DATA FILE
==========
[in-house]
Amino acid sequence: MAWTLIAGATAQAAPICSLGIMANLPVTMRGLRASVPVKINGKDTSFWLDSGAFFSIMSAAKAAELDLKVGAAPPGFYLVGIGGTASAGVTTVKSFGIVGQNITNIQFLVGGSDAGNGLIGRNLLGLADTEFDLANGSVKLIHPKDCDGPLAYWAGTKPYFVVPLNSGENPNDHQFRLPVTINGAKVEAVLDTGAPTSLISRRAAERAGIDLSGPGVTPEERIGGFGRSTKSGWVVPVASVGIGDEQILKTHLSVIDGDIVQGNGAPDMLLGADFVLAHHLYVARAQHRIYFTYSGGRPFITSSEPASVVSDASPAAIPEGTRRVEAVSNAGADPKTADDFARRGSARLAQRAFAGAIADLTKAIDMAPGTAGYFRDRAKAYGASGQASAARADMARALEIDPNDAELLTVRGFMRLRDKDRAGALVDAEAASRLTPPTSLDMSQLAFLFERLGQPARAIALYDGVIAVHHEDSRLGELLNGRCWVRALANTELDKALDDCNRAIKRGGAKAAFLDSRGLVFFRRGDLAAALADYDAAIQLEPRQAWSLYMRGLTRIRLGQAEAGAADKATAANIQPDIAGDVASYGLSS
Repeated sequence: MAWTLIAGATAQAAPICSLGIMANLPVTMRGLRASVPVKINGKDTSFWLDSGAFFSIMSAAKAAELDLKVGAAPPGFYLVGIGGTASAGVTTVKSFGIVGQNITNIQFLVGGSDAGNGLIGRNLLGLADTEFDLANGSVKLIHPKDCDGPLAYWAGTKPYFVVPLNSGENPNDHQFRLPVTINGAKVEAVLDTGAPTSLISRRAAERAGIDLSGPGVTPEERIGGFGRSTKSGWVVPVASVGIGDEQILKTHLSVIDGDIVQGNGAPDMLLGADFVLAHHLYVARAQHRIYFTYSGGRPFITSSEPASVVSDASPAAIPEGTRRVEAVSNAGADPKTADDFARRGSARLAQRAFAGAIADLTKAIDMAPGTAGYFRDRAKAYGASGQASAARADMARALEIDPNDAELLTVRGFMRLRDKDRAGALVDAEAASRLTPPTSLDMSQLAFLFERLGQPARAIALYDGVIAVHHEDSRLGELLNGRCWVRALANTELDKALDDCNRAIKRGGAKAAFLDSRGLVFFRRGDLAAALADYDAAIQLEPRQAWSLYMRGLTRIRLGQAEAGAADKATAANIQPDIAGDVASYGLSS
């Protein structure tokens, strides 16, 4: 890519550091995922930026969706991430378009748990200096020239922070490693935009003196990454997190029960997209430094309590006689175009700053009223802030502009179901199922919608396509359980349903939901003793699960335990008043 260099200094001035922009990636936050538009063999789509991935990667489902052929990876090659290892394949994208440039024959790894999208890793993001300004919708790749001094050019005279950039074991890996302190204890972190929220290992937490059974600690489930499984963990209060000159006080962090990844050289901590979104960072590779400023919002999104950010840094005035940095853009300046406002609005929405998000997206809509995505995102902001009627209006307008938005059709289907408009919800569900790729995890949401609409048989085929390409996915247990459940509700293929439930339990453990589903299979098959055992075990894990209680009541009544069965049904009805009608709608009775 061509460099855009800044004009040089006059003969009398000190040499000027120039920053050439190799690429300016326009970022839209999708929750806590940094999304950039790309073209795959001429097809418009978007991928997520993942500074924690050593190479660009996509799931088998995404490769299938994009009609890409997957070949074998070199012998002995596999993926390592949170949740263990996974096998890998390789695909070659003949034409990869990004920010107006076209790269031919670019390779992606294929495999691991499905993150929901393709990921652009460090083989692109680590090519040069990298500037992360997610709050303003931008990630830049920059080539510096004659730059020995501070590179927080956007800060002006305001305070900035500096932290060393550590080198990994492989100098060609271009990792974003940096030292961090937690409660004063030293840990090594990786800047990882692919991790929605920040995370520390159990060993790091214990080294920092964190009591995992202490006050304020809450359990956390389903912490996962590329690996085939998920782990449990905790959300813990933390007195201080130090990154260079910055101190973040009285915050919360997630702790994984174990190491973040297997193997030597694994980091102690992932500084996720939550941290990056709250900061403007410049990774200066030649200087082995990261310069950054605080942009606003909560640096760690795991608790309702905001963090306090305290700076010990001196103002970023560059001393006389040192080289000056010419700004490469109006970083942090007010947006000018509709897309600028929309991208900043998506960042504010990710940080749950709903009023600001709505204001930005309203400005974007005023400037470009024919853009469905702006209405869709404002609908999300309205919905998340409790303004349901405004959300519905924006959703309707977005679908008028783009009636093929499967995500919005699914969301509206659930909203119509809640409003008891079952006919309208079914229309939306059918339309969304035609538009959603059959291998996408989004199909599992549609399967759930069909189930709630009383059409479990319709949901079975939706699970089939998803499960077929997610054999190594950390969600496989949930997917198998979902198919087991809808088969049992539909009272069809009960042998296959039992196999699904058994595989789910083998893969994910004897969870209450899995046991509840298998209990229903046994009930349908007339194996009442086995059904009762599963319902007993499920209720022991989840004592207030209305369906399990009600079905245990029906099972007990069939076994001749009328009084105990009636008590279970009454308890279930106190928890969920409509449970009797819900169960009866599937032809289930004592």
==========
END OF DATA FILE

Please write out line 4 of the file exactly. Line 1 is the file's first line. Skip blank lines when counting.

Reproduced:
């Protein structure tokens, strides 16, 4: 890519550091995922930026969706991430378009748990200096020239922070490693935009003196990454997190029960997209430094309590006689175009700053009223802030502009179901199922919608396509359980349903939901003793699960335990008043 260099200094001035922009990636936050538009063999789509991935990667489902052929990876090659290892394949994208440039024959790894999208890793993001300004919708790749001094050019005279950039074991890996302190204890972190929220290992937490059974600690489930499984963990209060000159006080962090990844050289901590979104960072590779400023919002999104950010840094005035940095853009300046406002609005929405998000997206809509995505995102902001009627209006307008938005059709289907408009919800569900790729995890949401609409048989085929390409996915247990459940509700293929439930339990453990589903299979098959055992075990894990209680009541009544069965049904009805009608709608009775 061509460099855009800044004009040089006059003969009398000190040499000027120039920053050439190799690429300016326009970022839209999708929750806590940094999304950039790309073209795959001429097809418009978007991928997520993942500074924690050593190479660009996509799931088998995404490769299938994009009609890409997957070949074998070199012998002995596999993926390592949170949740263990996974096998890998390789695909070659003949034409990869990004920010107006076209790269031919670019390779992606294929495999691991499905993150929901393709990921652009460090083989692109680590090519040069990298500037992360997610709050303003931008990630830049920059080539510096004659730059020995501070590179927080956007800060002006305001305070900035500096932290060393550590080198990994492989100098060609271009990792974003940096030292961090937690409660004063030293840990090594990786800047990882692919991790929605920040995370520390159990060993790091214990080294920092964190009591995992202490006050304020809450359990956390389903912490996962590329690996085939998920782990449990905790959300813990933390007195201080130090990154260079910055101190973040009285915050919360997630702790994984174990190491973040297997193997030597694994980091102690992932500084996720939550941290990056709250900061403007410049990774200066030649200087082995990261310069950054605080942009606003909560640096760690795991608790309702905001963090306090305290700076010990001196103002970023560059001393006389040192080289000056010419700004490469109006970083942090007010947006000018509709897309600028929309991208900043998506960042504010990710940080749950709903009023600001709505204001930005309203400005974007005023400037470009024919853009469905702006209405869709404002609908999300309205919905998340409790303004349901405004959300519905924006959703309707977005679908008028783009009636093929499967995500919005699914969301509206659930909203119509809640409003008891079952006919309208079914229309939306059918339309969304035609538009959603059959291998996408989004199909599992549609399967759930069909189930709630009383059409479990319709949901079975939706699970089939998803499960077929997610054999190594950390969600496989949930997917198998979902198919087991809808088969049992539909009272069809009960042998296959039992196999699904058994595989789910083998893969994910004897969870209450899995046991509840298998209990229903046994009930349908007339194996009442086995059904009762599963319902007993499920209720022991989840004592207030209305369906399990009600079905245990029906099972007990069939076994001749009328009084105990009636008590279970009454308890279930106190928890969920409509449970009797819900169960009866599937032809289930004592």